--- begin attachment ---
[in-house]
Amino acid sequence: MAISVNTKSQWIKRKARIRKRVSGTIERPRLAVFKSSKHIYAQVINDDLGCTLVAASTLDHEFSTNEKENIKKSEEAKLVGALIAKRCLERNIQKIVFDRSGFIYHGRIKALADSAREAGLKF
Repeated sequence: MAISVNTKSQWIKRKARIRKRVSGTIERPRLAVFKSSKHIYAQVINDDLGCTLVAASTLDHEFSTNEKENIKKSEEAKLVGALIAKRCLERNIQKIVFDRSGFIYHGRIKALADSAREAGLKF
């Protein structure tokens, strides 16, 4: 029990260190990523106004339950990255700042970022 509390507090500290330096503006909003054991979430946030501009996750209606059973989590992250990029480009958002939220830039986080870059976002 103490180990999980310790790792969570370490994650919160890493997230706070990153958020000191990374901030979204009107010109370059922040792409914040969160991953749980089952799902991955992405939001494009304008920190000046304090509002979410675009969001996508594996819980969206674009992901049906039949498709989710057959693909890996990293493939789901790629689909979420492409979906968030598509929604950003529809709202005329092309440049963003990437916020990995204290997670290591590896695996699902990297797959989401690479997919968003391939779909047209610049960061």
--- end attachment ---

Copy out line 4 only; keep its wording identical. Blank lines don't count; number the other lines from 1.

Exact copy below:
């Protein structure tokens, strides 16, 4: 029990260190990523106004339950990255700042970022 509390507090500290330096503006909003054991979430946030501009996750209606059973989590992250990029480009958002939220830039986080870059976002 103490180990999980310790790792969570370490994650919160890493997230706070990153958020000191990374901030979204009107010109370059922040792409914040969160991953749980089952799902991955992405939001494009304008920190000046304090509002979410675009969001996508594996819980969206674009992901049906039949498709989710057959693909890996990293493939789901790629689909979420492409979906968030598509929604950003529809709202005329092309440049963003990437916020990995204290997670290591590896695996699902990297797959989401690479997919968003391939779909047209610049960061």